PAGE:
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18 How to Design and Document a Dimensional Model 445
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In addition, a conscious decision may have been made to deviate from best practices. For example: Not setting fact table grain at the lowest level possible ( 3) Not attempting to bring into conformance incompatible views of what might otherwise constitute a conformed dimension ( 5) Developing a snowflake to facilitate the use of a particular reporting tool ( 7) While these decisions may contradict best practices, pragmatic considerations sometimes drive choices like these. Design decisions should not be made by a data architect alone. They impact a number of important areas, and a number of important functions. The various perspectives that factor into design decisions are illustrated in Figure 18-3. This diagram shows several key roles and illustrates how each is affected by a design decision. Conspicuously absent from this group is the data architect! Perhaps the most important impact of a design decision is how it affects analytic capability. This is the primary concern represented by the user role in Figure 18-3. Someone in this role considers what business questions can be answered by a design option and what questions cannot be answered. Forgoing a bridge table, for example, may make it difficult to summarize activity across a hierarchy. The report developer considers how the design option impacts the development of queries and reports. The complexity of these tasks is directly affected by schema design choices. Some reports may be particularly difficult to develop without an accumulating
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What will it take to optimize and maintain this design
Design Decision DBA ETL Developer What are the impacts on the load process
What resources will be required How much will this cost
Figure 18-3
Different perspectives on a design choice
Part VI
PART VI
Tools and Documentation
snapshot, for example. Others may be complicated by limitations of the particular tools that will be used. Still others may be greatly streamlined through the use of derived tables. The ETL developer s perspective is crucial in determining how each option impacts the development of the load process. The impact on ETL developers is often inversely proportional to the impact on the report developer. Adding an accumulating snapshot, for example, requires development of processes to load and maintain an additional star. The ETL developer may also be impacted by choices that benefit analytic capability; a hybrid slow change, for example, satisfies more users but requires additional work. The database administrator s perspective takes into account the process of maintaining the database tables and optimizing them for performance. The database administrator will be charged with implementing features like parallelism, developing an indexing scheme, and tuning SQL. Outriggers, bridge tables, and other considerations may directly impact how the database is configured, and whether certain DBMS features will be applicable. The use of materialized views, materialized query tables, and like features will similarly impact the work of the DBA. Last, the CIO s perspective takes into account the cost of every design decision. These costs can be evaluated in terms of human resources and in terms of dollars. There may be short-term and long-term implications of each choice, as well as business and technical perspectives. This diagram does not include a data architect or design expert. Although they should not make design decisions on their own, these people do play an important role in the decision-making process. They facilitate discussion among the participants. The data architect can present the options and provide advantages and disadvantages of each. In the end, however, the final decision should balance the considerations of the groups shown in Figure 18-3.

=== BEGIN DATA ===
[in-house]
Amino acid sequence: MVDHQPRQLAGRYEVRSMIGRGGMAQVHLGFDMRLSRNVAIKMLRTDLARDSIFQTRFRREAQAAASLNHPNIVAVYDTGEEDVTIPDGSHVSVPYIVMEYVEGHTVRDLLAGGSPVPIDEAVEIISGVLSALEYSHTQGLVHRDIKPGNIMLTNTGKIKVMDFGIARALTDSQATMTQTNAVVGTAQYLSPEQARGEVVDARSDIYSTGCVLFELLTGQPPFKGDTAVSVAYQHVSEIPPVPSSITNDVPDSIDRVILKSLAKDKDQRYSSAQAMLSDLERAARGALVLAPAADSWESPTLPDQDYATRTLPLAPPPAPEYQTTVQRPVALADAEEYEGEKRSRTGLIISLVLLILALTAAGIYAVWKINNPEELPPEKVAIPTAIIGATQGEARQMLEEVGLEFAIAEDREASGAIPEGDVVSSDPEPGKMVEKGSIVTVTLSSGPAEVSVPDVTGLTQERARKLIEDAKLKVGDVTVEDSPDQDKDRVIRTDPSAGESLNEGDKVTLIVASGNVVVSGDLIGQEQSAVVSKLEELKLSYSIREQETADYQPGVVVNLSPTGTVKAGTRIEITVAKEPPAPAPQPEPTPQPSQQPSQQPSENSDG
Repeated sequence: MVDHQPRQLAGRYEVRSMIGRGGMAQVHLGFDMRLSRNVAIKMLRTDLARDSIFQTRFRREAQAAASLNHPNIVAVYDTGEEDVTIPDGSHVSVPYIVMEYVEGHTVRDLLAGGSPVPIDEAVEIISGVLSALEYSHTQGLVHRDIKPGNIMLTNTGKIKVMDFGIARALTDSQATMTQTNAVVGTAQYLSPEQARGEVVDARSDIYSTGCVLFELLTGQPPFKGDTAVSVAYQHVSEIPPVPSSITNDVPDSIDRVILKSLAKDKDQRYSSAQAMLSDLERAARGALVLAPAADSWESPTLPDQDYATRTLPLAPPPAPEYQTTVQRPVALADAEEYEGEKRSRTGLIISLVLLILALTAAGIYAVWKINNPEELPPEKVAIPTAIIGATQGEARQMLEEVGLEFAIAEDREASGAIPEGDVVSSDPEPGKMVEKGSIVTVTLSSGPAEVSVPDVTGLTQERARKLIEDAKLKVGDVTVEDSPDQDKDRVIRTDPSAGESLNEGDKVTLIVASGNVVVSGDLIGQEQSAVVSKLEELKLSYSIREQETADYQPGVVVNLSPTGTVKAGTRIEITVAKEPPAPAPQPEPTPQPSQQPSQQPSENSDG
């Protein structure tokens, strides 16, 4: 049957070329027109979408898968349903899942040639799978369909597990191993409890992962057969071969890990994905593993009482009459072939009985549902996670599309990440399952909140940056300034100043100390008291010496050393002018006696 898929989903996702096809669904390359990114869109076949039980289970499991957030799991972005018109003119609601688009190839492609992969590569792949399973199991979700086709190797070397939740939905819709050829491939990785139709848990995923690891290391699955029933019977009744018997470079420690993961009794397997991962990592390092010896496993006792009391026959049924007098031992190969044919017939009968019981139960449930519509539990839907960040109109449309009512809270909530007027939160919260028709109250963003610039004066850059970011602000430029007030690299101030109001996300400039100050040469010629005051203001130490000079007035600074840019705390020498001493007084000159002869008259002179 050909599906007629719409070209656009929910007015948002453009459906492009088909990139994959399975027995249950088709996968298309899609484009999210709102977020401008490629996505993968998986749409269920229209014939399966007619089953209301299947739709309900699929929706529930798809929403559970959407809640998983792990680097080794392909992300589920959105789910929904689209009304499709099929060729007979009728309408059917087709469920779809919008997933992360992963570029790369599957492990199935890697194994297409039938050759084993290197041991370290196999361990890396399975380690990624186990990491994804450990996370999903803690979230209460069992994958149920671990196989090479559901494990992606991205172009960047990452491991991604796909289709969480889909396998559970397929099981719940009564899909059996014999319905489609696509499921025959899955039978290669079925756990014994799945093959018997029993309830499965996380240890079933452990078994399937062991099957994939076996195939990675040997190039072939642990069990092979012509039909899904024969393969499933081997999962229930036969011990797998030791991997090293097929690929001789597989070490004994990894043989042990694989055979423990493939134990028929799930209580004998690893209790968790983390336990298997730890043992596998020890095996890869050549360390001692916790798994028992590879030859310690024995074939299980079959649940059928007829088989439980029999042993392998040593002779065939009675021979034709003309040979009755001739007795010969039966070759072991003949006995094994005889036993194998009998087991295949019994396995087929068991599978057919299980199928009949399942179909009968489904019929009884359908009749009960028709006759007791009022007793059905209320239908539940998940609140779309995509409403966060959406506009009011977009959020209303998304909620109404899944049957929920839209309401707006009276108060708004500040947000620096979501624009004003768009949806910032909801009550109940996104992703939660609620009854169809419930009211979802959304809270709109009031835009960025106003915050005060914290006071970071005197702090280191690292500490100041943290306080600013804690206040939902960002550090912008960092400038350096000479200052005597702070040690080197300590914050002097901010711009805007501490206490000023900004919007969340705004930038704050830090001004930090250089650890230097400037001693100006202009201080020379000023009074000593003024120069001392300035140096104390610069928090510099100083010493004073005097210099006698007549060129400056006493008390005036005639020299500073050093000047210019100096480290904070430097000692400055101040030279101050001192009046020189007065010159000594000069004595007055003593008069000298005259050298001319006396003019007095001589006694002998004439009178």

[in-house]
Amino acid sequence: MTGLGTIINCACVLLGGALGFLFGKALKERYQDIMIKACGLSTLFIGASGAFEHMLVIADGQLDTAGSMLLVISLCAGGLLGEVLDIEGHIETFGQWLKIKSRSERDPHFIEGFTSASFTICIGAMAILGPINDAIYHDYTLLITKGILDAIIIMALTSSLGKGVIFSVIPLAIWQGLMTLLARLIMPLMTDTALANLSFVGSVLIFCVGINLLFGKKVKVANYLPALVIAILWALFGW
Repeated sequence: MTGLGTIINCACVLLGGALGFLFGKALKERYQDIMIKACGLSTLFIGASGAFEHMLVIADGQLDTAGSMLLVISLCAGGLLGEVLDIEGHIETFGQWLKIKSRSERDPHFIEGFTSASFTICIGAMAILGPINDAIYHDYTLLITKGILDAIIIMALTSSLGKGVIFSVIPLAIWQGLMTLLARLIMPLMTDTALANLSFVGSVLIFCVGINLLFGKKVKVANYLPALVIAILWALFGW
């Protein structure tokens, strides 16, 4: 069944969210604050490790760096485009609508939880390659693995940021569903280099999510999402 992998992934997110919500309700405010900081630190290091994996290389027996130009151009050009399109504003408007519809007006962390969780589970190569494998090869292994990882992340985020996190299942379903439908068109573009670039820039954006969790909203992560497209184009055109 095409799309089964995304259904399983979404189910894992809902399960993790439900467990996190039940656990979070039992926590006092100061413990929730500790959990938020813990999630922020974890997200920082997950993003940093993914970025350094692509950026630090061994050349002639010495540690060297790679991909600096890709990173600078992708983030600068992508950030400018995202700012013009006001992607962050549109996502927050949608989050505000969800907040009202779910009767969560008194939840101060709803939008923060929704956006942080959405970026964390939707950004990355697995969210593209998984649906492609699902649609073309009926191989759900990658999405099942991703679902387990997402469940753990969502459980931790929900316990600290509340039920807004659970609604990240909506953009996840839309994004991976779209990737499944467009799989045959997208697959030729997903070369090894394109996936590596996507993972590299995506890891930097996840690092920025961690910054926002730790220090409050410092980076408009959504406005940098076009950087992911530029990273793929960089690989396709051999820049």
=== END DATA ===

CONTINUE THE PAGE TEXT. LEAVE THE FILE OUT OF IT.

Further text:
The Design Review The primary purpose of a design review is to bring these diverse perspectives into the design process. During the planning process, participants are selected to represent each role. Each role may be represented by one individual or several. Some individuals may represent more than one perspective. Together, this group can validate or revise the design as needed. The two sponsors, one representing the business and one representing IT interests, have final authority to resolve any issues. In addition to requiring the groups depicted in Figure 18-3, the plan may also call for bringing in people with an expert understanding of specific tools that will be used, such as BI products or ETL products. If the organization has a data administration function, this perspective should be included as well, ensuring conformance to standards for representation of key data elements. A design review will take anywhere from a few hours to over a day, depending on the scope of the project, the size of the model, and the number of people involved. It should be facilitated by the lead dimensional designer and proceed in a structured format. A recommended sequence maps closely to the organization of high-level design documentation, as described later in this chapter. Specifically:
1. Review project scope and roles. 2. Perform a high-level review of the model, cross-referencing fact tables by dimension tables.
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